Tag Archives: Christmas

Christmas Traditions

24 Dec

Since I don’t have pictures of snow—and besides, many of you have seen more snow than you wanted to this year (insert unrelenting snow-envy here)—I thought you might enjoy this picture of Mr. Cat in the tree!  Yes, while my sweet husband risked his wrists and busted out the oven mitts to extract him from the tree, I helped by taking this adorable picture.

For my Christmas post, I thought I’d talk a bit about the traditions we have in our family.  They seem normal to me, but of course, they’re probably not.  (Okay, so I KNOW one of our traditions is anything but normal…) I got the idea for this post from one Linda wrote a couple of weeks ago.  At the end of it, she asked us to describe our Christmas trees and holiday traditions.

Since I practically wrote a blog post in her comment section, I decided to just copy and paste it here for you guys to read:

Every year, my grandmother gives my sister and me a new ornament (and now, she gives them to our husbands, too)—that means I have 28 unique ornaments decorating our (fake, but full and real-looking) tree. I usually add some bows made of muted gold ribbon and lots of berry-colored glass ball ornaments (tied on with ribbon, not hung with paperclips like at my parents’ house).

We always celebrate on both Christmas Eve and Christmas morning. On Christmas Eve, we eat an awesome meal (backstrap venison, twice-baked potatoes, green bean casserole, rolls, red wine, and dessert), drive around and look at Christmas lights, and then open one gift each. (ALWAYS pajamas. And they usually don’t fit, though they are cute.) Christmas morning, we all take turns opening gifts (NEVER all at once).

Nothing says Christmas like an ugly Star Wars wind-up toy!

Oh, and my sister and I have what is quite possibly the weirdest Christmas tradition EVER: the walking Sebulba.

Yes. The walking Sebulba, as in Sebulba from Star Wars: Episode One. We have this plastic wind-up Sebulba toy (you wind him up and he—that’s right—walks!), and when my mom decorates her tree, she hides the Sebulba somewhere inside it. My sister and I compete to be the first to spot the Sebulba. (Winner gets bragging rights.) Oh, and you have to pronounce “The walking SeBULBa” with the BULB accented really hard, with this exaggerated, sing-songy British accent.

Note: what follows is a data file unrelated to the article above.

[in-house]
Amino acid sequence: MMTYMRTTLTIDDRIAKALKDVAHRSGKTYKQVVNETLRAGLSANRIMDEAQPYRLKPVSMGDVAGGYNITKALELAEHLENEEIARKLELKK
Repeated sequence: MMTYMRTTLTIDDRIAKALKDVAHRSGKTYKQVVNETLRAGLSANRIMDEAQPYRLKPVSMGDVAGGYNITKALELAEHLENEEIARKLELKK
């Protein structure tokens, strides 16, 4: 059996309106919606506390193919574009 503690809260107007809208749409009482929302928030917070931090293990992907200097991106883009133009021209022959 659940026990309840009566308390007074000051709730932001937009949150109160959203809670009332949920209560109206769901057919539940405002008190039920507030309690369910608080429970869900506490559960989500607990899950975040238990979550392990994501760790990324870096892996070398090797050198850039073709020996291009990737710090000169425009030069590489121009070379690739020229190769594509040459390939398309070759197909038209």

Yes, we are dorks. Told you it was weird. But that’s what we look forward to, so I’ll stand by it, haha.

So, that’s what we do.  I’m curious about you guys—I fully expect to be all on my own with the whole find-the-Sebulba-in-the-tree thing, but I want to know about YOUR traditions! Are there any quirky things your family does, or are y’all straight-up traditional?  Or, do you not celebrate at all?

And with that, I’m off to drink some eggnog, eat what’s left of the Ninjabread Army, and ready the oven mitts for when the meows inevitably curl up in the tree.




20 Dec

Apparently, I’m not good at blogging during December.  I know what you’re thinking—you’re worried sick that I’ve been taken captive by an army of Ninjabread Men.

And you’d be partially right.

Okay, no—you’d be completely wrong.  I’ve merely been running around like an elf with mangled pointy-toed shoes¹, trying to cram a ton of Christmas-y awesomeness into ten too-small days.

I made an army of Ninjabread Men, for one.  Also, we shopped for gifts, wrapped them beautifully, made one post office run, and (at least) two Target runs, and several appearances at Starbucks.  Our Christmas tree is a) actually decorated this year, b) still decorated, by some miracle, despite our two tree-hugging cats, and c) beautiful in our new apartment.

So, where does writing fit in there?  Last week, it actually fit quite well, but alas—this week I’ll be lucky just to incorporate some minor changes into my first 30 pages.  I did manage to make a list of (lofty! ambitious! driven!) goals for my WIPs, though, effective Boxing Day.

Aaaaaand, what would Christmas be without family and friends?  My sister came to town Friday, my parents came on Saturday, one of my college BFFs dropped in last night, and some Denton friends are coming to visit for the next couple of days.

I love Christmas.  The Ninjabread, the friends and family, the festive lights, the meaning behind the holiday, the warmth of it all²—it’s worth long post office lines, braving crowds at the stores, tidying up the house, and putting writing goals on hold for a bit.

It’s a season for peace, to slow down and be grateful, and to rest and refresh before the new year begins.

Happy Christmas week to you all!

¹I’m guessing that’s the North Pole equivalent to “chicken with its head cut off,” yes?

²And by warmth, I’m referring to warm fuzzies.  That said, here in Texas, it’s sunny and 76ºF outside—I guess it’s time for that kind of warmth, too.  Unfortunately.  (In completely unrelated news, has anyone figured how to mail snow yet?  Because I sort of want some, and I know you guys are just dying to get rid of yours!)